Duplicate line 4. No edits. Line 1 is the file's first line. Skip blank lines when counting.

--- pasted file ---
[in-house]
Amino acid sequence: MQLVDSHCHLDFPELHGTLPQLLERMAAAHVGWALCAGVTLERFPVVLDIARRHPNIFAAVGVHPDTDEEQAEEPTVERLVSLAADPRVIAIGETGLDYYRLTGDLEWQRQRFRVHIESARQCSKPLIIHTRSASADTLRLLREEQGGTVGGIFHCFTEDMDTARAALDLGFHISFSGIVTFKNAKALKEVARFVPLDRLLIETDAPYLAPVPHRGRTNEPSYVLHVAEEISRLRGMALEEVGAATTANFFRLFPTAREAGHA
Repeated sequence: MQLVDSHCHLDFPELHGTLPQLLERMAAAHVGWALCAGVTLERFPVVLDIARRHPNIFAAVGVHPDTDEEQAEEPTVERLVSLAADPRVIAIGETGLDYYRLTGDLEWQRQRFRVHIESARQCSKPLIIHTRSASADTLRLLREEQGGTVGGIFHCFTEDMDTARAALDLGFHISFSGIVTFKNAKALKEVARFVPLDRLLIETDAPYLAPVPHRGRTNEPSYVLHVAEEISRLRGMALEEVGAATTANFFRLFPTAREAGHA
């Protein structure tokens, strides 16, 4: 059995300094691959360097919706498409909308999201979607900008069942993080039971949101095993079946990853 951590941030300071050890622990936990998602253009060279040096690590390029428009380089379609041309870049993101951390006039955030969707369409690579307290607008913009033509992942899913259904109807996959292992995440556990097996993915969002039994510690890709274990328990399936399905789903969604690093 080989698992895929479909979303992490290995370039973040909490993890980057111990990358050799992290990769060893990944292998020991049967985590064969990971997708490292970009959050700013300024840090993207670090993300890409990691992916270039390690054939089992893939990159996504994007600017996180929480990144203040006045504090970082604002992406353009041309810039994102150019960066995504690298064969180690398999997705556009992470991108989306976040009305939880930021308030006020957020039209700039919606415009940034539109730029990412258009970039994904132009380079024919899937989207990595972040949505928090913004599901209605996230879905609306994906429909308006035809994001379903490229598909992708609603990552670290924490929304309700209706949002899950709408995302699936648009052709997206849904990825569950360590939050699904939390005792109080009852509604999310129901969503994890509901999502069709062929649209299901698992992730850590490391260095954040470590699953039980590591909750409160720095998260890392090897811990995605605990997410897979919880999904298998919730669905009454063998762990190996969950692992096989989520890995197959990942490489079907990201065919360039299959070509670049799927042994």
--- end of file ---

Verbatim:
């Protein structure tokens, strides 16, 4: 059995300094691959360097919706498409909308999201979607900008069942993080039971949101095993079946990853 951590941030300071050890622990936990998602253009060279040096690590390029428009380089379609041309870049993101951390006039955030969707369409690579307290607008913009033509992942899913259904109807996959292992995440556990097996993915969002039994510690890709274990328990399936399905789903969604690093 080989698992895929479909979303992490290995370039973040909490993890980057111990990358050799992290990769060893990944292998020991049967985590064969990971997708490292970009959050700013300024840090993207670090993300890409990691992916270039390690054939089992893939990159996504994007600017996180929480990144203040006045504090970082604002992406353009041309810039994102150019960066995504690298064969180690398999997705556009992470991108989306976040009305939880930021308030006020957020039209700039919606415009940034539109730029990412258009970039994904132009380079024919899937989207990595972040949505928090913004599901209605996230879905609306994906429909308006035809994001379903490229598909992708609603990552670290924490929304309700209706949002899950709408995302699936648009052709997206849904990825569950360590939050699904939390005792109080009852509604999310129901969503994890509901999502069709062929649209299901698992992730850590490391260095954040470590699953039980590591909750409160720095998260890392090897811990995605605990997410897979919880999904298998919730669905009454063998762990190996969950692992096989989520890995197959990942490489079907990201065919360039299959070509670049799927042994």